The Orlando Magic's selection of untested freshman Kentucky center Daniel Orton, whose per-game averages of 3.4 points and 3.3 rebounds won't wow anyone, with the 29th pick of the 2010 NBA Draft, must have come as a shock. Yes, the three players picked immediately prior to him also happen to be guys who attended the Magic's lone pre-draft workout on Monday, but three other workout attendees were still on the board. Yet here we are, with Orton, and not Devin Ebanks, Darington Hobson, or Andy Rautins, set to join the Magic for summer-league play on July 5th. Orton was Magic GM Otis Smith's guy, as Smith went so far as to say Orton was "the best available player" at no. 29, and that he would have traded out of the first round entirely had Orton not still been on the board.
And while Orton faces questions surrounding his NBA-readiness, the knee injury that ended his senior season at high school, and the way he handled the entire pre-draft process, he still grades as a solid pick in terms of potential. Certainly, one can take issue with the fact that the Magic, a conference finalist with five big men under contract for next season, used a first-round pick--and therefore guaranteed money--on a raw big-man project rather than addressing needs at point guard and on the wing. But again, Orton's potential is there. Exactly a month ago, DraftExpress' Jonathan Givony projected Orton as a lottery pick, with the same stats and questions about his knee.
Size is at a premium in this league. Orton's big (6'10" and 269 pounds), blocks shots (4.0 per 40 minutes, when adjusted for pace), and shows promise as a defender; opponents scored on only 16 of the 48 post-ups he defended last season, while committing 7 turnovers, according to Synergy Sports Technology. And he'll get the opportunity to learn from, battle against, and play behind Dwight Howard, the two-time reigning Defensive Player of the Year and the league's best center. Though initially floored by the pick, and utterly confused, I've gradually come around on it.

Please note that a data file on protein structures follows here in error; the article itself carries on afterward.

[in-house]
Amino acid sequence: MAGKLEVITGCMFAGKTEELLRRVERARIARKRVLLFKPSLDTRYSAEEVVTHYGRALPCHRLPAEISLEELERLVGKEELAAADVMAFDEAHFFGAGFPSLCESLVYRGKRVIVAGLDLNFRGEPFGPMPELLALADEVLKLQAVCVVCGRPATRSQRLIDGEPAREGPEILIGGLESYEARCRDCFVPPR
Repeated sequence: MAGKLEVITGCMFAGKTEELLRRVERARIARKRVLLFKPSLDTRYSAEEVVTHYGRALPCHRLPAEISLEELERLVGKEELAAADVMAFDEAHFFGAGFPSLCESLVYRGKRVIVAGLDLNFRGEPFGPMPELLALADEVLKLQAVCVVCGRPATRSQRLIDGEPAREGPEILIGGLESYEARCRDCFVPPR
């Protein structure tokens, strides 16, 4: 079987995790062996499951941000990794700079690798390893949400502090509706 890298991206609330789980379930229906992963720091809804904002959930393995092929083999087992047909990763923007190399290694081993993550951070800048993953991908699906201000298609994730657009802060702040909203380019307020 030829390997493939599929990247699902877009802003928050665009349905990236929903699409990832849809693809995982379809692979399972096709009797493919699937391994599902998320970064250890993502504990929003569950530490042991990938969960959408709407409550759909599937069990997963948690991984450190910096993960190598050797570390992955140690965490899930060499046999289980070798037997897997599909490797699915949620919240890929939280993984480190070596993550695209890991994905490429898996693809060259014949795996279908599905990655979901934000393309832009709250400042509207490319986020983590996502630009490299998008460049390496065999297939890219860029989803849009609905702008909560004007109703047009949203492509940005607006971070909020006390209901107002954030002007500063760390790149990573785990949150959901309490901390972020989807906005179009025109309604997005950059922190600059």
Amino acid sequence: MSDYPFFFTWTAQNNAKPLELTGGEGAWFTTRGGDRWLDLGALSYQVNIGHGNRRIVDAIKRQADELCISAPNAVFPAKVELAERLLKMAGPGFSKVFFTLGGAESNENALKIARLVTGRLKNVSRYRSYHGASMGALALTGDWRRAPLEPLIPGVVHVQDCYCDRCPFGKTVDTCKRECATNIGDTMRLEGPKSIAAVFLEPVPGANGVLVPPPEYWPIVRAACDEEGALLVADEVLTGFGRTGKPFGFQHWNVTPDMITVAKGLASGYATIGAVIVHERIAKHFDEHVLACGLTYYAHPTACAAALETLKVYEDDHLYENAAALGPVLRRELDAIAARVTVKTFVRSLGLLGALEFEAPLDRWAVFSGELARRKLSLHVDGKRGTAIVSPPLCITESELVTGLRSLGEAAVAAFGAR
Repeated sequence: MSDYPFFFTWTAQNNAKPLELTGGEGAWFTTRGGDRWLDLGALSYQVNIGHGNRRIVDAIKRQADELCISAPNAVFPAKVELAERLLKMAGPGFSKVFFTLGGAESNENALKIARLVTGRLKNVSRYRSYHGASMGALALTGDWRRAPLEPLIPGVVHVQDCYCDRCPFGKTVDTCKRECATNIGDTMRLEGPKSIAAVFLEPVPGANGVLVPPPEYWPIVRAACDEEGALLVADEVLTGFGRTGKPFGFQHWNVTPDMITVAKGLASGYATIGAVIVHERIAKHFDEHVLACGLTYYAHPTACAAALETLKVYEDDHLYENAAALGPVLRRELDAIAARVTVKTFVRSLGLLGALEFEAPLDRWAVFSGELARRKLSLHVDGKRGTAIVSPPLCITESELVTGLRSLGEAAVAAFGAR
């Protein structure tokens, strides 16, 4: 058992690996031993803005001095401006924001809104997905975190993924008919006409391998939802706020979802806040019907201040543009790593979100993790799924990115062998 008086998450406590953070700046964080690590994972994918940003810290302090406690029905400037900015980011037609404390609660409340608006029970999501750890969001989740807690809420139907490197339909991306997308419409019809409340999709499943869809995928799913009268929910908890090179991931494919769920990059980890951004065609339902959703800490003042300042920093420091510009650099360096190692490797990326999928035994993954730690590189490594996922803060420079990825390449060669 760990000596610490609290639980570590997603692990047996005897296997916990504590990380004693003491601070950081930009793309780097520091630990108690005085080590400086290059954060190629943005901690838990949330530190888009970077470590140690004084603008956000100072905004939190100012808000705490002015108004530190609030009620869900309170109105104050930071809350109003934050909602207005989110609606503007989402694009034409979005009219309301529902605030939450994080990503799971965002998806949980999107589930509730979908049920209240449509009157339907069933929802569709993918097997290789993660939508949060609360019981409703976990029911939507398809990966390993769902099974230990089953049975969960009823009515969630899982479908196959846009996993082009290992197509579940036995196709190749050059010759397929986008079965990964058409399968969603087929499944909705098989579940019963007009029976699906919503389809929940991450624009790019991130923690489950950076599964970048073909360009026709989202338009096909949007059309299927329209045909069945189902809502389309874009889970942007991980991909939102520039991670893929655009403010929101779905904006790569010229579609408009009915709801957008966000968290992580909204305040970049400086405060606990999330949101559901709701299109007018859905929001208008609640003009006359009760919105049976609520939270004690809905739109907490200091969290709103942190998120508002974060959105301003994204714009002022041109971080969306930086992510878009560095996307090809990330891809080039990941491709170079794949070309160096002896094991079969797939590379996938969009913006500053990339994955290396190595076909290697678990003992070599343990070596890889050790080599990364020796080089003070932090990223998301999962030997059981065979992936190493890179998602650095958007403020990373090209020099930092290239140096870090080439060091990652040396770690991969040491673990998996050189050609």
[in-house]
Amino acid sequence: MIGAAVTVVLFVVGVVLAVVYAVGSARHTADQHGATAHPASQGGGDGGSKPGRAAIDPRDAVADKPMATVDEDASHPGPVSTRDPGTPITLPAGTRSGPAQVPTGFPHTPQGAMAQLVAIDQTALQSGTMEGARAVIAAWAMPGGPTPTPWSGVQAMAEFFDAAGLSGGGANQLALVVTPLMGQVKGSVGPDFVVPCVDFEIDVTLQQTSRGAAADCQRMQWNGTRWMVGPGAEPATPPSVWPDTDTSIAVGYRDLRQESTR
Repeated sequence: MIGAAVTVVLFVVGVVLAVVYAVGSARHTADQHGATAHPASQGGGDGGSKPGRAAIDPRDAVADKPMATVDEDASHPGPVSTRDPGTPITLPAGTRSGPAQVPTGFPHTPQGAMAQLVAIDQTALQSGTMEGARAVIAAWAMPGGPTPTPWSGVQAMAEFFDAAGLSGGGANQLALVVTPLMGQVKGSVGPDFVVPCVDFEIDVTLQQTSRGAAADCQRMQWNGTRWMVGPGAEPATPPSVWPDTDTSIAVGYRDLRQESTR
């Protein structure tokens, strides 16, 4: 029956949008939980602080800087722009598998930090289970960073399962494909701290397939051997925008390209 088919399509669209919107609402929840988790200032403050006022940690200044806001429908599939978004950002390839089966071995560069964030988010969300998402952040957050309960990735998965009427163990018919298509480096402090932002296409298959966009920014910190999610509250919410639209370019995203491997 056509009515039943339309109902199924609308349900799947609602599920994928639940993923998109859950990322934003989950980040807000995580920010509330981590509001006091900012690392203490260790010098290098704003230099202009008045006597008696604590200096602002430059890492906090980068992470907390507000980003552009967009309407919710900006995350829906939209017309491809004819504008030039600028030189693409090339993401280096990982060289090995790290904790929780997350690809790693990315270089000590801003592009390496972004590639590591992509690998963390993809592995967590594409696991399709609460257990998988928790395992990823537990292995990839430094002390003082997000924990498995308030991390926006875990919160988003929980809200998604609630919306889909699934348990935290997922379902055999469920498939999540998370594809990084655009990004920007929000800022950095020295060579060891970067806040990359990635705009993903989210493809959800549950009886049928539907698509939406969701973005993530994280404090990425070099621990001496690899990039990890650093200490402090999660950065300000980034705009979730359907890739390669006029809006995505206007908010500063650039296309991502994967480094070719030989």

Gradually is the key word, because I'm not sure he'll be an impact player of offense, and no, the Magic don't expect him to be an impact player, period, for a while. He needs some work, particularly on that end of the floor. He does not have a reliable jump shot (just 9 attempts all year) and is merely adequate in the low post (0.809 points per possession), which accounted for 29.9% of his possession usage; expect the Magic to increase his pick-and-roll usage, as he got just 4 touches as a roll-man all season, and scored on 3 of them.
There's risk in taking Orton, because he may never pan out, like so many young big-men before him. But he's in a good situation here, facing no pressure, while learning from the NBA's best center and, in Stan Van Gundy, one of its top coaches. Considering the potential reward (relative to draft position, anyway), Orton appears to be a good enough choice, and certainly not one that Smith will regret.